By Miki Turner
Special to Page 3
MALIBU -- It would have been difficult to spot Bethany Hamilton among the swarm of bronzed, blonde surfer babes at the upscale Malibu restaurant, had it not been for her missing left arm.
In fact, Hamilton, dressed in brown corduroys and a form-fitting baby doll T-shirt, blended in like your average teenage surfer at the press junket for the inaugural Rip Curl Malibu Pro event, in which she competed. But unlike the other teens, Hamilton is also promoting her autobiography, "Soul Surfer."
It may seem implausible for a 14-year-old from Hawaii (or anywhere else for that matter), to have accumulated enough life story to fill 213 pages, but on Halloween morning, nearly one year ago, Hamilton became much more than your average wave rider.
On that day, she hit the waves at Tunnels Beach in Kauai with several friends and two strong arms. But by days end, her left arm had been severed at the arm pit, courtesy of a 14-foot tiger shark.
To add insult to injury, the predator also removed a sizeable chunk of her surfboard.
It's not entirely uncommon for surfers and divers, as well as your average swimmer or boogie boarder, to have unfortunate encounters with sharks or other disgruntled sea creatures when entering their natural habitat. Some live to tell about it, and sadly, others don't.
In Hamilton's case, conventional wisdom suggested she'd be in the latter category, especially considering the extent of her injury and massive amounts of blood lost. But for some unknown reason, Hamilton was able to paddle her way back to shore after the attack. She was spared. Perhaps because she had a story to tell -- a testimony to share.
Her book, "Soul Surfer," while part autobiography and part endorsement for her sport and sponsor, is mostly a testament to this young girl's faith in God.
But despite the many references to God, faith, and love of family, the book is not fire and brimstone, Brady Bunch-esqe rhetoric likely to turnoff non-believers or MTV devotees. Hamilton shares, she does not preach.
At times, interviewing Hamilton was unsettling because it was difficult to know how to approach her. Looking at her and talking with her, it's clear that she's just a kid -- one who's perfected the art of surfer "teenspeak." She giggled and fidgeted and spoke in incomplete sentences like a typical teen.
But unlike many teens I've encountered, Hamilton is not searching for Destiny's Child; rather, she's pursuing her own destiny. She's got direction. She knows who she is, where she's going and why.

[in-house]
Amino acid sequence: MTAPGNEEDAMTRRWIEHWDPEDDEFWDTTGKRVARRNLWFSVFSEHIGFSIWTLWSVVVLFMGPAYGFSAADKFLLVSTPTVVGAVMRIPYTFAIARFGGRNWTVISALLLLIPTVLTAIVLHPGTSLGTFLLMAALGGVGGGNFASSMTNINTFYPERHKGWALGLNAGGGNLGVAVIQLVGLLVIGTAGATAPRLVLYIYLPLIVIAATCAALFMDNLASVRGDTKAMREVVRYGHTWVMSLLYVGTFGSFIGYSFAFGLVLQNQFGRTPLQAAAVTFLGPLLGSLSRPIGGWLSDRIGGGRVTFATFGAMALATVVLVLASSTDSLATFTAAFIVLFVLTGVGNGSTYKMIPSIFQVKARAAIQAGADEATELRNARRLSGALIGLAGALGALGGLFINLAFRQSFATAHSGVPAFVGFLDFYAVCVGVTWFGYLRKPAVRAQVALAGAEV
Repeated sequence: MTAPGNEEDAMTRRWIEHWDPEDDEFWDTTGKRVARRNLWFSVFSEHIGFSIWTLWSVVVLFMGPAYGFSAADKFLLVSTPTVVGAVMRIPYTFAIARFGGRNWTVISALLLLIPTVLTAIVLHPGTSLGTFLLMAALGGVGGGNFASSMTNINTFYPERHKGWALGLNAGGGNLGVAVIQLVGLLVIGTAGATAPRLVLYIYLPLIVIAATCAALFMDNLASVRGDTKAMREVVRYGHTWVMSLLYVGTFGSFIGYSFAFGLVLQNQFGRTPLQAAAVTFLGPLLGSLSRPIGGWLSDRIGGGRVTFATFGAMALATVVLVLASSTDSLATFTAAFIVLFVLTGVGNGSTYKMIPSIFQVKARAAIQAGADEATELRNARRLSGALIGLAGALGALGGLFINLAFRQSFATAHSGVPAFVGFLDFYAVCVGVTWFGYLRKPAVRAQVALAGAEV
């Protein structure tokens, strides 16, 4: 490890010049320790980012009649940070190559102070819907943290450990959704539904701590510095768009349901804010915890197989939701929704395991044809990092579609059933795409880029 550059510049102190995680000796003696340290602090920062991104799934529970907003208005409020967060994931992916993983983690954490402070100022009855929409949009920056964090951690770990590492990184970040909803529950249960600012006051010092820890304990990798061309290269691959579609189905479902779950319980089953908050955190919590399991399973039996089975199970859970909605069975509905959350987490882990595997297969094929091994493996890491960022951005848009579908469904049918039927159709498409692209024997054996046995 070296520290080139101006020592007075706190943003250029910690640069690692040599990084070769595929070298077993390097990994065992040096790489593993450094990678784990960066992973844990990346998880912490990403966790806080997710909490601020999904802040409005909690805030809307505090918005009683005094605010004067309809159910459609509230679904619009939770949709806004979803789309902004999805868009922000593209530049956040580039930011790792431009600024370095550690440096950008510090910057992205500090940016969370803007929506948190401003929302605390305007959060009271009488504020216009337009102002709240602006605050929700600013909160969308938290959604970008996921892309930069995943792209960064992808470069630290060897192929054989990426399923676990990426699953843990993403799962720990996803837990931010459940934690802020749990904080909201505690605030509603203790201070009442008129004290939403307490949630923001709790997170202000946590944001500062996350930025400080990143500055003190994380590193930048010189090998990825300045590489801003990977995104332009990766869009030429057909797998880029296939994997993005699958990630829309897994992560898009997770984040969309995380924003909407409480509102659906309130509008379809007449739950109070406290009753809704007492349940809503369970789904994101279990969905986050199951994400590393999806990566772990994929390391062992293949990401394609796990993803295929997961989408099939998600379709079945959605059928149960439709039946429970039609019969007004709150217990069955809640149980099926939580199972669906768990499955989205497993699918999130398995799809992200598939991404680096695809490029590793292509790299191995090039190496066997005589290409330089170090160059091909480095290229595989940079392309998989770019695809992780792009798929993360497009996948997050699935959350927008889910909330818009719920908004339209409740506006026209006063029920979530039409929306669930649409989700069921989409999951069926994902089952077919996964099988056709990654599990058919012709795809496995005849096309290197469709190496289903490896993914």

When I asked her the best and worst aspects of being able to write an autobiography at such a young age, she replied, "Um, I'd say the best part is being able to share my faith in God and the worst part is probably ... there wasn't anything really bad about it. I guess I missed time in the water."
And how she came up with the books title?
"My dad came up with 'Soul Surfer,' she said. "A lot of people think of soul surfers as people who just surf and don't compete. But I think it's someone who just loves surfing for what it is, never gives up and always sticks with the ocean."
Like God, the water is her salvation.
Even after the accident, Hamilton never considered giving up surfing, a sport she's competed in since age 11. Instead, she got right back on her board and resumed her career.
Just a few months after her recovery, she placed fifth at the National Surfing Championships. Since then, she's placed high in several other events, including a victory over the defending champion to win a National Scholastic Surfing Association competition in Hawaii last August.
How does she do it?
"I mostly just have to work on kicking a lot so that my paddling is not so slow," Hamilton explained. "I wear a paddling glove in competition and I have a handle to duck dive because it's hard to do with one hand. That's like about it."
Why does she do it?
"That's easy. I love it so much."
At which point, Hamilton got up. It appeared the interview was over. She'd been a gracious subject, but I guessed the Pacific Ocean's increasing swells, just 100 feet away, were calling her name.
But before leaving, Hamilton shared some closing comments. She hopes that her peers, those who worship God as well as Beyonce, Kelly and Michelle, will read "Soul Surfer."
"I just hope they get encouraged to never give up and to just have fun out in the water or whatever they love to do," she said. "And that Jesus Christ loves them."
Miki Turner covers the fusion between sports and entertainment for Page 3. She can be reached at firstname.lastname@example.org.